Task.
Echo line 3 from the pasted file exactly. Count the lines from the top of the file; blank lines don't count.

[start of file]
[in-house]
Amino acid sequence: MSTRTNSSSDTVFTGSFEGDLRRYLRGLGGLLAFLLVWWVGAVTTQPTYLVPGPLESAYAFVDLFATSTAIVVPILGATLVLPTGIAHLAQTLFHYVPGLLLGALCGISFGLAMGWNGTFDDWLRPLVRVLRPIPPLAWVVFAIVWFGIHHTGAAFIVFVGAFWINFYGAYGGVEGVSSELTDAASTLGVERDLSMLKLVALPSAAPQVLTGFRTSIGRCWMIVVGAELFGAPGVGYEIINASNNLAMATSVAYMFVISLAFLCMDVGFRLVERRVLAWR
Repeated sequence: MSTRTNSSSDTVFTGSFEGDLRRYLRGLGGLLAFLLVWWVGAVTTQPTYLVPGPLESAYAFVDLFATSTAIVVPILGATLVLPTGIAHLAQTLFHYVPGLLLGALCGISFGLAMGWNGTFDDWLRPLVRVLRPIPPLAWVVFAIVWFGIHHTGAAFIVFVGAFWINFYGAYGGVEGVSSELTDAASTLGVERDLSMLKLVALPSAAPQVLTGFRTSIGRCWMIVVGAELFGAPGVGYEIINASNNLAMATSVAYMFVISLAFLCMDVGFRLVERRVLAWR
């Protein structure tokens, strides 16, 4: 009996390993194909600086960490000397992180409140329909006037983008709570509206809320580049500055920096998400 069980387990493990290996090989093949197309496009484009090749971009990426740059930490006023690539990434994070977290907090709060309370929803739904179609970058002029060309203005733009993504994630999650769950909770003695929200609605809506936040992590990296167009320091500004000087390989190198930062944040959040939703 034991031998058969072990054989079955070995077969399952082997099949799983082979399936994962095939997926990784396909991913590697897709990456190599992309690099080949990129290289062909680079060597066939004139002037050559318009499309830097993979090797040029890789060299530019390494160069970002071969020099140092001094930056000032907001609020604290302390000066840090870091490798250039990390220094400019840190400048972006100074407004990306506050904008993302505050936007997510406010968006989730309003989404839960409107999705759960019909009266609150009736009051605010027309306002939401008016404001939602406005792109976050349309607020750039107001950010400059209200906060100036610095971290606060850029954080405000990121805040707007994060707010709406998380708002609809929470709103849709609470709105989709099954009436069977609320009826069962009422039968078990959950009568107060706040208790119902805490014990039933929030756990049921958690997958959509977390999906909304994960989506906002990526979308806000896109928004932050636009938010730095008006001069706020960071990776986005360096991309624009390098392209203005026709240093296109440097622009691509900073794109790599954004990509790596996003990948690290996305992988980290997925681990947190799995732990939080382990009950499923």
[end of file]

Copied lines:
Repeated sequence: MSTRTNSSSDTVFTGSFEGDLRRYLRGLGGLLAFLLVWWVGAVTTQPTYLVPGPLESAYAFVDLFATSTAIVVPILGATLVLPTGIAHLAQTLFHYVPGLLLGALCGISFGLAMGWNGTFDDWLRPLVRVLRPIPPLAWVVFAIVWFGIHHTGAAFIVFVGAFWINFYGAYGGVEGVSSELTDAASTLGVERDLSMLKLVALPSAAPQVLTGFRTSIGRCWMIVVGAELFGAPGVGYEIINASNNLAMATSVAYMFVISLAFLCMDVGFRLVERRVLAWR